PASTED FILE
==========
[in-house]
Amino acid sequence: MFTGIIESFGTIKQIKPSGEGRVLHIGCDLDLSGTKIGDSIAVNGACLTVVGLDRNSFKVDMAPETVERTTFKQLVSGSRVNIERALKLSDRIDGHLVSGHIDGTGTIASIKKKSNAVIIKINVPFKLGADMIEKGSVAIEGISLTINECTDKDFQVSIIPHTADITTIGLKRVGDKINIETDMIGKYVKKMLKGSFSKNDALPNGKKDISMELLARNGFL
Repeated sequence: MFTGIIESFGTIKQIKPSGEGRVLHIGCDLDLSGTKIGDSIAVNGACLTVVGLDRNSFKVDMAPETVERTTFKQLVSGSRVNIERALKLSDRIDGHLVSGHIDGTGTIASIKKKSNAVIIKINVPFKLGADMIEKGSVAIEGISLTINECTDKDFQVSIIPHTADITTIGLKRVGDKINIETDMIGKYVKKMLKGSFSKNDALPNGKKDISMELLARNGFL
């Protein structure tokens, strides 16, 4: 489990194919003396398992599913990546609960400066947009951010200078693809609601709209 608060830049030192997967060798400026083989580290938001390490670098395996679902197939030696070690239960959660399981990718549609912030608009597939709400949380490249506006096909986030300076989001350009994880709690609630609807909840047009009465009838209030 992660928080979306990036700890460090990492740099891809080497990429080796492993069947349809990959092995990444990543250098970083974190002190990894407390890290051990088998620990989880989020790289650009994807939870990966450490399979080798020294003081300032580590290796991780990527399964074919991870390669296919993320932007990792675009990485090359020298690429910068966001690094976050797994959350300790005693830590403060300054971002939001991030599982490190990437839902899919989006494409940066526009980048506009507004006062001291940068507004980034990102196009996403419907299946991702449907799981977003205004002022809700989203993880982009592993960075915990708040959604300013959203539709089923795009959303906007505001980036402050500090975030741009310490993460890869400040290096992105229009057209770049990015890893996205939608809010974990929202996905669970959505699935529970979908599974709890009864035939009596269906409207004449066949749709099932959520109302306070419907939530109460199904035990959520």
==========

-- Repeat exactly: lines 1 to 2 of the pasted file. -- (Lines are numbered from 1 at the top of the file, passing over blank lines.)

[in-house]
Amino acid sequence: MFTGIIESFGTIKQIKPSGEGRVLHIGCDLDLSGTKIGDSIAVNGACLTVVGLDRNSFKVDMAPETVERTTFKQLVSGSRVNIERALKLSDRIDGHLVSGHIDGTGTIASIKKKSNAVIIKINVPFKLGADMIEKGSVAIEGISLTINECTDKDFQVSIIPHTADITTIGLKRVGDKINIETDMIGKYVKKMLKGSFSKNDALPNGKKDISMELLARNGFL